Lupus, St

Lupus, St.

The Roman Catholic Church commemorates three saints by this name. The most important of them was born at Toul about the beginning of the 5th century. He was of a good family, and received a good education. He was afterwards married to Pimeniola, sister of Hilarius, bishop of Aries. Seven years after he abandoned his wife and children, and joined the disciples of St. Honoratus, who were there laying the foundations of the afterwards renowned convent of Lerins. In 426 he returned to Macon, and was elected to the see of Troyes, and greatly distinguished himself by his learning, both classical and theological. In 429 a council of the bishops of Gaul sent him, together with Germain of Auxerre, to Brittany, to oppose the Pelagian heresy, which was making great progress in that country. In 451, when Attila conquered Troyes, we find the barbarian king in intimate association with the bishop, and in his retreat Attila was accompanied by Lupus as far as the shores of the Rhine. Lupus died, according to tradition, July 29, 479.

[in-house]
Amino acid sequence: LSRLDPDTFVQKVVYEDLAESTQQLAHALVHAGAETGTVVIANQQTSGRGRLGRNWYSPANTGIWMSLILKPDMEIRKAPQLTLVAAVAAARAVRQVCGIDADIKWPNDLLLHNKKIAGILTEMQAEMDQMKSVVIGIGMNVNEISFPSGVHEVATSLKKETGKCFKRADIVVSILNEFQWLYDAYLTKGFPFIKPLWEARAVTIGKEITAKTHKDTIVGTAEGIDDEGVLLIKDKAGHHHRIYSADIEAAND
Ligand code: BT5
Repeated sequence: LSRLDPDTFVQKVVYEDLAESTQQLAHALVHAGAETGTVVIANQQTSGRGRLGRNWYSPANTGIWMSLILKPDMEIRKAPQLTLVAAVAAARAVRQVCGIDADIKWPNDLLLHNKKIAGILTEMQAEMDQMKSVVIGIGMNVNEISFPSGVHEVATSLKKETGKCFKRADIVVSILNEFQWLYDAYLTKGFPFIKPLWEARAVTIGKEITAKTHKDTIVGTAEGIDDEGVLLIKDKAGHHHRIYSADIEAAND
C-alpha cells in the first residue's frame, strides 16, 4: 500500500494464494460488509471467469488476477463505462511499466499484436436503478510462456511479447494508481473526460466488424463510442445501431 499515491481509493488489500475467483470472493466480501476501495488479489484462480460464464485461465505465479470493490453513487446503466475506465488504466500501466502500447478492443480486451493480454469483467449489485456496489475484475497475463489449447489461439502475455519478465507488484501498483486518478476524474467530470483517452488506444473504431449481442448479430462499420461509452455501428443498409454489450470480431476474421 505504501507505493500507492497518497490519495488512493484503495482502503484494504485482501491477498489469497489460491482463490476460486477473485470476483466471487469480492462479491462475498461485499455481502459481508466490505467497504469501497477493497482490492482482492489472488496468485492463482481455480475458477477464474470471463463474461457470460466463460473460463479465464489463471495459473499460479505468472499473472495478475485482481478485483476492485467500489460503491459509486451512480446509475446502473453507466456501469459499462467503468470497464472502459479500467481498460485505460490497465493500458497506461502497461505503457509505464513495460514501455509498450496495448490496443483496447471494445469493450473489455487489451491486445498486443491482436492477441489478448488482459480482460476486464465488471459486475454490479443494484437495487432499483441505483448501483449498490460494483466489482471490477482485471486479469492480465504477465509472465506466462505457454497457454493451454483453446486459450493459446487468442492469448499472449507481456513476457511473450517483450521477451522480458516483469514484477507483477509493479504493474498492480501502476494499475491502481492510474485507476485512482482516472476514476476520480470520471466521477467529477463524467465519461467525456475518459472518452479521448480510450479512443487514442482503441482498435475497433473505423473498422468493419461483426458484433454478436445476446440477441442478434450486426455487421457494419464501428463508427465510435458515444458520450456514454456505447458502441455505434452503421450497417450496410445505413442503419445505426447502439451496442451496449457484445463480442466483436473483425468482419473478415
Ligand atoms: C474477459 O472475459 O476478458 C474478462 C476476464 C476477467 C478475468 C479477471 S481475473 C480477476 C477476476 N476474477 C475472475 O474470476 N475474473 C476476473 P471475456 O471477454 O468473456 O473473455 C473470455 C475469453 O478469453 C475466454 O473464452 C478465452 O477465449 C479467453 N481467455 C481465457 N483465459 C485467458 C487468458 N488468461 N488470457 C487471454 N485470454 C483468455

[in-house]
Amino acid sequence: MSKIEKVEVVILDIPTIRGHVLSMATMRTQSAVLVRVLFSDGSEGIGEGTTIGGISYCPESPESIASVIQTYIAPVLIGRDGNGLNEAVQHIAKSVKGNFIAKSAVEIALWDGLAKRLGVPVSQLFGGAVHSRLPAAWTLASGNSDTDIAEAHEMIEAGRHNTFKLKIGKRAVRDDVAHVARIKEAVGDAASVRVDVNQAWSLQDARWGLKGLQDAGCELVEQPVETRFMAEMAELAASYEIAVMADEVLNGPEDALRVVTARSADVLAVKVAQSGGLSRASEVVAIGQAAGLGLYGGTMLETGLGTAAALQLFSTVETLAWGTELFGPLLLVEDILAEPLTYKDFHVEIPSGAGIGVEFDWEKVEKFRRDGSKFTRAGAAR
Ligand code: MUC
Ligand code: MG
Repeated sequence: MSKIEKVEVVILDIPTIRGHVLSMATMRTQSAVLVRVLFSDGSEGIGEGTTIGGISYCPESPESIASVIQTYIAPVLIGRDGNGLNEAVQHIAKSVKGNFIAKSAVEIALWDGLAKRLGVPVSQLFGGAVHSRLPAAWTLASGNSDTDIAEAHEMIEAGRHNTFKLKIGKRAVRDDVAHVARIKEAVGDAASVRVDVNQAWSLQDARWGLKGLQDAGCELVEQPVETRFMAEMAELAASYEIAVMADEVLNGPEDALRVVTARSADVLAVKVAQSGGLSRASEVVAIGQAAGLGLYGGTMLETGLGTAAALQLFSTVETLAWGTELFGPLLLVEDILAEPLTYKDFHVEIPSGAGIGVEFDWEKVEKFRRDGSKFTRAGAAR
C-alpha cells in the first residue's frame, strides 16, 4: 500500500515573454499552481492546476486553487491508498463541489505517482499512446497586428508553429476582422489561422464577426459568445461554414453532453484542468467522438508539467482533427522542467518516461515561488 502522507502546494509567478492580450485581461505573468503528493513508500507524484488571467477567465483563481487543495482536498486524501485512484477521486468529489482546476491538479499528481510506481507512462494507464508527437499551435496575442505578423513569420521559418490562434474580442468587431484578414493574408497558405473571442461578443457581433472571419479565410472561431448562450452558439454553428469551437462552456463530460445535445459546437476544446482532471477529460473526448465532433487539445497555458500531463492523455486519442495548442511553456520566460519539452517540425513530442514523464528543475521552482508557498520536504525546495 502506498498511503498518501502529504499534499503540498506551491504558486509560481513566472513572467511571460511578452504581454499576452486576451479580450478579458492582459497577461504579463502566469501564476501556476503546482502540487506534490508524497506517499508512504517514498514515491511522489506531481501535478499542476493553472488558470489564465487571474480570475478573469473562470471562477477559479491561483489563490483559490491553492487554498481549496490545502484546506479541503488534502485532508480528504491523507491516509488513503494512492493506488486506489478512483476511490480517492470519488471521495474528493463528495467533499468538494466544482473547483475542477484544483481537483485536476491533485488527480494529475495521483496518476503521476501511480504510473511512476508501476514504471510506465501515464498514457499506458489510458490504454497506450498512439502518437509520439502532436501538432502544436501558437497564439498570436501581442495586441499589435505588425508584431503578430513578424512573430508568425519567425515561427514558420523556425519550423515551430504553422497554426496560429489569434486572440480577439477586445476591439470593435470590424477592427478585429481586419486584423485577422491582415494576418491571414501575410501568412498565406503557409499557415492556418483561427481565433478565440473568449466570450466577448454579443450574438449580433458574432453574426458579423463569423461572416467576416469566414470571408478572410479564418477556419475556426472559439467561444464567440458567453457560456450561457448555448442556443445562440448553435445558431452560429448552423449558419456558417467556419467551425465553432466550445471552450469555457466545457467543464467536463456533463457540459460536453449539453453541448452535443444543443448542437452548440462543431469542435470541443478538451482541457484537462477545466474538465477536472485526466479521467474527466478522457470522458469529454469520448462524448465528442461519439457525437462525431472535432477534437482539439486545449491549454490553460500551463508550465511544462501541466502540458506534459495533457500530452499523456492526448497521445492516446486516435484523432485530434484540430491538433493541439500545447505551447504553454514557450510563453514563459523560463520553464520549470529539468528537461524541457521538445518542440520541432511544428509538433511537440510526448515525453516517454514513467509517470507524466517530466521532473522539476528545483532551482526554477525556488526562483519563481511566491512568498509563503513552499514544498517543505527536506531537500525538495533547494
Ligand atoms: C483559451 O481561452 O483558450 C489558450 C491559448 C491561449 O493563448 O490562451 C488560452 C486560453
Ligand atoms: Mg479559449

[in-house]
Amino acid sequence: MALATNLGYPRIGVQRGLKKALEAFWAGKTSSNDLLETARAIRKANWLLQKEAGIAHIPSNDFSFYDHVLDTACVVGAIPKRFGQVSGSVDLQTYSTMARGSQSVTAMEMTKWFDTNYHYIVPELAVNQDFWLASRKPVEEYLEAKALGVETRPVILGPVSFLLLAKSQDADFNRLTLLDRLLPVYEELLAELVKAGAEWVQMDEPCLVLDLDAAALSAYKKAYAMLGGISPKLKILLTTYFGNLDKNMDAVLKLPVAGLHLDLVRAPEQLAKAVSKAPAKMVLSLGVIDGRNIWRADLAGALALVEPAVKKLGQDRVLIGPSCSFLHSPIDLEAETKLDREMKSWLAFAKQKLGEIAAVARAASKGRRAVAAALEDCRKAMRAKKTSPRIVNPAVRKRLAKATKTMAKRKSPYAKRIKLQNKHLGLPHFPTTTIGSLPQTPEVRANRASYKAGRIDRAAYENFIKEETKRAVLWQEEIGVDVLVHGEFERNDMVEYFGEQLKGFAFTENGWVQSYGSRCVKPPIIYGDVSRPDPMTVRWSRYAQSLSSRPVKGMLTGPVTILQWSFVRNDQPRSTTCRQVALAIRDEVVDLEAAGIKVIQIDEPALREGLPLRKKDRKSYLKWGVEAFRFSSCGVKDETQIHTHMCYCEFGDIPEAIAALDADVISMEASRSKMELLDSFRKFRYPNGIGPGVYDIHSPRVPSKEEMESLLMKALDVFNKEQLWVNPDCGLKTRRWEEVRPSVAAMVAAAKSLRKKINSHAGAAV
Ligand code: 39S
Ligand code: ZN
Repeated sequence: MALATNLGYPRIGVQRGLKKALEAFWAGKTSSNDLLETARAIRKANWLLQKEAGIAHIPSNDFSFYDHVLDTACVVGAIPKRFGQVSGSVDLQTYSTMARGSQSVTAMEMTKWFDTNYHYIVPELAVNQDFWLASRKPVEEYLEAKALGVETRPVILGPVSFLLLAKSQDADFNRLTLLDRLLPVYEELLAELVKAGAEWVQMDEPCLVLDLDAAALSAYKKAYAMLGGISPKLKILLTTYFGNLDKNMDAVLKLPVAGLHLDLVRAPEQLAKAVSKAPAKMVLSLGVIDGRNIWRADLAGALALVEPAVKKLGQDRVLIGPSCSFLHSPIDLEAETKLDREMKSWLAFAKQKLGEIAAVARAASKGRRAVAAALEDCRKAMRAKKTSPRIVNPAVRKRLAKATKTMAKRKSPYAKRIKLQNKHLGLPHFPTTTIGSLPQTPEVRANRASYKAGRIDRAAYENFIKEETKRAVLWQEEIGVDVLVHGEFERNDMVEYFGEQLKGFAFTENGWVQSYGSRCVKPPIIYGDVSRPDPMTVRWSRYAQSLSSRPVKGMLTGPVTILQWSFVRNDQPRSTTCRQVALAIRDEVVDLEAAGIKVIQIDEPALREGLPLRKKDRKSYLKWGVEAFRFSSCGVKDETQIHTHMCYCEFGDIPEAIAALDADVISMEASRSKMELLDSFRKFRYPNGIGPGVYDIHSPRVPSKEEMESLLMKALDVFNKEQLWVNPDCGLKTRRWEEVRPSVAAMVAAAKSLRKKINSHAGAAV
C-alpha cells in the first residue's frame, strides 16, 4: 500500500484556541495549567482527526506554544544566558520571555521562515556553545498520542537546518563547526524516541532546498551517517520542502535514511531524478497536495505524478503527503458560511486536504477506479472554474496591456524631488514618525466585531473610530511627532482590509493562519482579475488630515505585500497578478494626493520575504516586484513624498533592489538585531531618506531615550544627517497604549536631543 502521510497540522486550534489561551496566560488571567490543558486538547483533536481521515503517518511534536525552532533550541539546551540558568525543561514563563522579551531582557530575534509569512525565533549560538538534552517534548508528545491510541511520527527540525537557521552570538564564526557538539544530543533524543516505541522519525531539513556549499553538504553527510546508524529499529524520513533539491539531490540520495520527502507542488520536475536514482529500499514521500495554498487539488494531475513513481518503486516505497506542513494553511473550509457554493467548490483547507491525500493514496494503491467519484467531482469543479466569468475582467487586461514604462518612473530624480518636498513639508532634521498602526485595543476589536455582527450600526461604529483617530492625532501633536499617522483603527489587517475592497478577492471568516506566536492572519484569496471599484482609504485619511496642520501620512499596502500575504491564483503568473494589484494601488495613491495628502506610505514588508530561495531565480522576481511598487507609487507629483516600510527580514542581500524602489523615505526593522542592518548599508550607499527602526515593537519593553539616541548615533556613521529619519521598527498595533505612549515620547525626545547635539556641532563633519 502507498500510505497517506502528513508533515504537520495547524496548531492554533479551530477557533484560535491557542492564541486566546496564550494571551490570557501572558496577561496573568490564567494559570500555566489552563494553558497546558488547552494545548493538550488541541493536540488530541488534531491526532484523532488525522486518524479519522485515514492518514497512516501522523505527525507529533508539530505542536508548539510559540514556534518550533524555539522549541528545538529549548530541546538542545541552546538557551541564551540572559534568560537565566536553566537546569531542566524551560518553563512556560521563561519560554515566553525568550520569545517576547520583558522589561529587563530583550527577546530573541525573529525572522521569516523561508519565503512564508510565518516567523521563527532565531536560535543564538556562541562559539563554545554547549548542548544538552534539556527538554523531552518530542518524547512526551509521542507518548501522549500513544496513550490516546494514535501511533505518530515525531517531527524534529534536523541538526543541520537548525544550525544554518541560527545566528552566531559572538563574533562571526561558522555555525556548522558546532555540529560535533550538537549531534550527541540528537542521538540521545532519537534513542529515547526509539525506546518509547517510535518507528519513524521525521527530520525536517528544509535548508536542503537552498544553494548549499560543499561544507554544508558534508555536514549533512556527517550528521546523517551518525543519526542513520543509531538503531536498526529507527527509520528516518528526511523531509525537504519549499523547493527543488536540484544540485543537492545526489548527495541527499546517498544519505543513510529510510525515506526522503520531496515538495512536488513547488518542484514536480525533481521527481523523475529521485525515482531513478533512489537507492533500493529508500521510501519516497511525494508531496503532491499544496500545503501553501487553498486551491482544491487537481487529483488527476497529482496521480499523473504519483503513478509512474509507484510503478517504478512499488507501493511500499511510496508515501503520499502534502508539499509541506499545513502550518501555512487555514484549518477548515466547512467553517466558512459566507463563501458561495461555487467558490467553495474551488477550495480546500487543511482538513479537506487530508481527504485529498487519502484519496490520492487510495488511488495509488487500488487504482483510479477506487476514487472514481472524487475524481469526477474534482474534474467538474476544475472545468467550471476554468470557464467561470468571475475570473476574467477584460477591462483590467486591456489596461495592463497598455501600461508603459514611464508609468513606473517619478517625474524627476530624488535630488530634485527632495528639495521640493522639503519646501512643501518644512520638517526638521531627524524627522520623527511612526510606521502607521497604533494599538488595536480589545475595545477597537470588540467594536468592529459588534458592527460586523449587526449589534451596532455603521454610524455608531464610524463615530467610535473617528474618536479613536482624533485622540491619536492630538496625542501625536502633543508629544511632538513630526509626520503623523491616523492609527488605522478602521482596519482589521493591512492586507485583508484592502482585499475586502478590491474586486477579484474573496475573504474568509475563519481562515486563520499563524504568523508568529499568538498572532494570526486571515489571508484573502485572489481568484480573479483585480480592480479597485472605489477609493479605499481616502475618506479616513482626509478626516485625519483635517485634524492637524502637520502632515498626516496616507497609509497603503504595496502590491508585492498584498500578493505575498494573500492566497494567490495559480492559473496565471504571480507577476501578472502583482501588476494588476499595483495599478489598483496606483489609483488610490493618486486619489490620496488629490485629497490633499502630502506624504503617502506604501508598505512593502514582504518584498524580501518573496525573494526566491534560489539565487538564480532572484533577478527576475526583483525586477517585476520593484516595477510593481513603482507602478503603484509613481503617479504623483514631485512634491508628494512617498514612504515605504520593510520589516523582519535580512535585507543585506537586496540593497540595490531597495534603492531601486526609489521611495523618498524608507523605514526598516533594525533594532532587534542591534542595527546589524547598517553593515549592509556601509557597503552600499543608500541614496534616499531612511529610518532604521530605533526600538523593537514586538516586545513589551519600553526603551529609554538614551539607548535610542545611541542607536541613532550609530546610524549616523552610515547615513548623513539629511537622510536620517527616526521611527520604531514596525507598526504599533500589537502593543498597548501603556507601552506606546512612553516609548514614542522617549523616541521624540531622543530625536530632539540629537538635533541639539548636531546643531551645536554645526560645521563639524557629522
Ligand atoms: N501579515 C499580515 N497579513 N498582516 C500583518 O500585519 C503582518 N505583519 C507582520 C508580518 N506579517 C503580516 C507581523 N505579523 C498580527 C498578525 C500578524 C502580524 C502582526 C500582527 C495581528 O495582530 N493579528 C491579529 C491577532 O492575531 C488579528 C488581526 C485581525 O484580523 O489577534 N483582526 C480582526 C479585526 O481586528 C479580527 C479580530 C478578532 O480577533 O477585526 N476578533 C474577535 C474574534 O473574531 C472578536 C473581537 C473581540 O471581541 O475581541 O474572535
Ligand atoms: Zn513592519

His most distinguished contemporaries called him "episcopus episcoporun," the Jacob of his age, and praised him particularly for his experience and his knowledge in all ecclesiastical matters. We possess only two works of his. One of them is an answer to some canonical questions propounded by Talassius, bishop of Angers, and to be found among the Instrumenta of the Gallia Christiana (volume 4, col. 39). It contains some interesting information concerning marriage among the clergy. There is, it says, no general rule on this point: in the churches of Autun and Troyes married deacons are ordained without difficulty; but those who were single when ordained are not permitted to marry, and a married priest, on losing his wife. cannot marry again. (Comp. Lea, History of Sacerdotal Celibacy, page 84.) His other work is a letter to Apollinarius, published in Achery, Spicilegiune, 5:579. See Hist. Litt. de la France, 1:486; Gallia Christ. 12, col. 485; Herzog, Real-Encyklopädie, 8:564; Hoefer, Nouv. Biog. Generale, 32:16. (J.N.P.)

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